No. 1 Farming Destination In Guyana. Farming has been a curiosity since my childhood. I’ve loved growing plants in the garden and had enjoyed my granddaddy’s influence in South Alabama. I was always curious about his farming machines that he had in his shed. Some of which I never saw him use since we only came to visit during the month of August, so I never had a chance to watch him plant his vegetables and fig trees. Since childhood, I had tractor toys and would watch farms pass by while riding in a car wondering about life on a farm.
Last month a tragedy occurred in my life where my fiancée’s mother passed away unexpectedly. Read more
Since my childhood, I would love planting things in the garden. When I was a child I went away on family trips to visit my grandparents. They carried with them an international love of growing shared from generations that came from across the Atlantic ocean. Read more
Home-plate as in baseball? No, we aren’t playing baseball with figs. Although it could be fun to smash them with a baseball bat through a powerful swing. Because there are so many visitors noticing the Figgi Riggi blog, I have decided to move Figgi Riggi. It was changed from figgiriggi.wordpress.com to it’s own unique domain home at figgiriggi.com.
Your figs have been growing for a couple of months now, it’s August or September with the sweet fig smell in the air and they’re beginning to change color, some being eaten by birds, ants or surrounded by fruit flies. You ask yourself, “Are they ripe?”. Sometimes they’re ready once they’ve reached their ideal color for your fig variety. The best time for harvesting your figs regardless of the color is when you begin to see tiny white cracks in the skin.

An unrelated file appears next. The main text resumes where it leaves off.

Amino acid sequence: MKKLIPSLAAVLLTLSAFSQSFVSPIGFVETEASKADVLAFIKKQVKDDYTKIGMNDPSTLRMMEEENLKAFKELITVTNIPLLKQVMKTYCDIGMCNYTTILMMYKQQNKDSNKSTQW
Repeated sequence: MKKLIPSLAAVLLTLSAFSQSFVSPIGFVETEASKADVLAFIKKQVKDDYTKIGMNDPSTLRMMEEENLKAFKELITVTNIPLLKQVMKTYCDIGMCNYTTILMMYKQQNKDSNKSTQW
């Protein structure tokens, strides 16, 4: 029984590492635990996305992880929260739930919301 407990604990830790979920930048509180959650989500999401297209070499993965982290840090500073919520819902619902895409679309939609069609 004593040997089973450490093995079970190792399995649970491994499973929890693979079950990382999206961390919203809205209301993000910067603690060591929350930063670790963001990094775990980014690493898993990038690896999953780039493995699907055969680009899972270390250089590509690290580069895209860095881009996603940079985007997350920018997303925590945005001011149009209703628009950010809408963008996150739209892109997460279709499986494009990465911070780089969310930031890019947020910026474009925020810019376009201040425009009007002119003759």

Here’s a basic illustration on fig identities. It just shows how to identify figs through the leaf silhouette. However, the variety on this blog is not listed here. The fig tree shown in this blog is the Brown Turkey fig.
Potted fig trees need certain requirements in order to grow successfully. Consider the following tips.
Choose a pot with a manageable size with holes on the bottom. The one I provide is a nursery pot, which means it’s the black flimsy kind that has large holes on the bottom (the kind that comes with a new bush from the plant store) and it doesn’t allow much root growth. Include a tray to fit under your pot to collect excess water. Buy my favorite nursery pots. I’ve had the best success with these. Read more